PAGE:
As Toledo looks to stay within shouting distance of the leaders in the MAC West, there is some uncertainty at the quarterback position for the Rockets.
Mitch Guadagni sustained an injury to his right (throwing) shoulder in the first half of UT’s woodshedding of Western Michigan last Thursday night and didn’t return. With a home date against Ball State this Thursday night looming, Guadagni’s status is up in the air because of the injury.
“The medical team will get him ready to go,” head coach Jason Candle said according to the Toledo Blade. “He’ll have to get out there and practice and do some stuff, but with the short week it will be tough.”
Should Guadagni be unable to go, Eli Peters would get the call.
After replacing the injured starter in the middle of the Week 9 win, Peters tossed three touchdown passes in a little over two quarters worth of work. Peters also saw playing time when Guadagni was benched in the middle of a loss to Buffalo earlier this month.
Toledo is 2-2 in MAC play and in third place in the West division behind 4-0 Northern Illinois and 4-1 Western Michigan. The Rockets hold the head-to-head advantage over the Broncos, while they will go on the road to face the Huskies on Nov. 7.
Nevada’s secondary loss will turn into BYU’s gain.
In early December, it was reported that Nephi Sewell will be transferring from Nevada. Less than two weeks later, Sewell took to Twitter over the weekend to announce that he has decided to continue his collegiate playing career at BYU.
The move serves as a homecoming for Sewell as the defensive back played his high school football in the state of Utah.
As a sophomore this season, Sewell started all 10 games in which he played after starting eight games in 2017. His 53 tackles in 2018 were good for sixth on the team.
Sewell’s older brother, Gabe Sewell, is a junior linebacker for Nevada and currently leads the Wolf Pack in tackles with 85. His younger brother, Penei Sewell, is a freshman offensive lineman at Oregon.
When it’s all said and done, Josh Allen is going to need a bigger trophy cabinet — or at least significantly expand his current one.
Monday, it was announced that the Kentucky senior was named as the 2018 recipient of the Jack Lambert Award. That trophy is handed out annually by the Touchdown Club of Columbus (OH) and given to the national linebacker of the year.
Previously this awards season, Allen had been named as the winner of the Bronko Nagurski Award (HERE) and Chuck Bednarik Award (HERE) as well as the recipient of the Ronnie Lott IMPACT Trophy (HERE). He also earned unanimous first-team All-American honors.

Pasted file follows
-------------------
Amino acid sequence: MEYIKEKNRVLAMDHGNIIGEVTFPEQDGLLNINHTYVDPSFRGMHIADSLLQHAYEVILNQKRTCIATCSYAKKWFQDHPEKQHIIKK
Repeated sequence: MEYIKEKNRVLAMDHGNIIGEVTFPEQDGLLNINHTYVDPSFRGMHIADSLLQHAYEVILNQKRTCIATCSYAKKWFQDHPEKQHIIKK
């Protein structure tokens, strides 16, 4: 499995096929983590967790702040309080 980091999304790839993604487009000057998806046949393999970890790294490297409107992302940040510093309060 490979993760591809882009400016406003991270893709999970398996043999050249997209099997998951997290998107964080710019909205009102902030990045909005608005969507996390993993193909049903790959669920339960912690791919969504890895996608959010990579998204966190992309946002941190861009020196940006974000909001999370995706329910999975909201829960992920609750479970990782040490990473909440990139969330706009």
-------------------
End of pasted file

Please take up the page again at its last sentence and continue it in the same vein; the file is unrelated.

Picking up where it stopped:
Allen’s 14 sacks this season set the football program’s single-season record, while his 28.5 career sacks are the most ever for a member of the Wildcats.
For the second time since the 2018 regular season came to an end, Kyle Whittingham has seen one of his assistant coaches leave for a head-coaching job.
Exactly a week ago, Utah State announced that Utah associate head coach Gary Andersen was returning to again lead the Aggies. Monday, Sacramento State announced that Troy Taylor has been hired as the FCS program’s next head football coach.
Taylor, who spent two seasons as Whittingham’s offensive coordinator, was the starting quarterback at Cal in the late eighties after playing his high school football in the state of California. He also began his coaching career at the high school level near Sacramento.
“I am thrilled to be the new head football coach at Sacramento State,” Taylor said in a statement. “My family and I are excited to move back home and take on the challenge of building the Hornet Football program into something the city can be very proud. I want to thank President Nelsen, Mark Orr and the rest of the search committee for giving me this opportunity.”
With bowl season left, Utah is sixth in the Pac-12 and 67th nationally in scoring 28.7 points per game. In Taylor’s first season in charge of the offense, they averaged 29.5 ppg.
Whittingham has already replaced Andersen with former Ute football player Sione Po’uha.
One of the biggest storylines leading into the 2018 College Football Playoff is the health of this year’s Heisman Trophy runner-up. With Alabama’s date with Oklahoma less than two weeks away, the signs are pointing in a positive direction for Tua Tagovailoa.
The sophomore quarterback suffered a high-ankle sprain in Alabama’s SEC championship game win over Georgia two weeks ago and underwent surgery shortly thereafter to help aid the healing process. Monday, Nick Saban sounded decidedly optimistic in giving an update on the status of his starter, who has participated at least partly in all four of the Crimson Tide’s practice session since the title game.
“He’s doing well,” the head coach said by way of ESPN.com. “I think he’s probably ahead of schedule. He’s been able to take a lot of reps. He’s been able to throw the ball from the pocket. He can run. …
“I don’t think he’s 100 percent in terms of change of direction yet. But he’s already going 100 percent on the gravity treadmill. So he’s been able to practice and he’s made really, really good progress. So we’re encouraged by that.”
Tagovailoa had been bothered by knee issues for a sizable chunk of the regular season before hurting his left ankle earlier this month.
Top-ranked Alabama will face Heisman Trophy winner Kyler Murray and Oklahoma in the Dec. 29 Orange Bowl, which this season is serving as one of the two playoff semifinals. The winner of that game will face the Notre Dame-Clemson in the national championship game next month.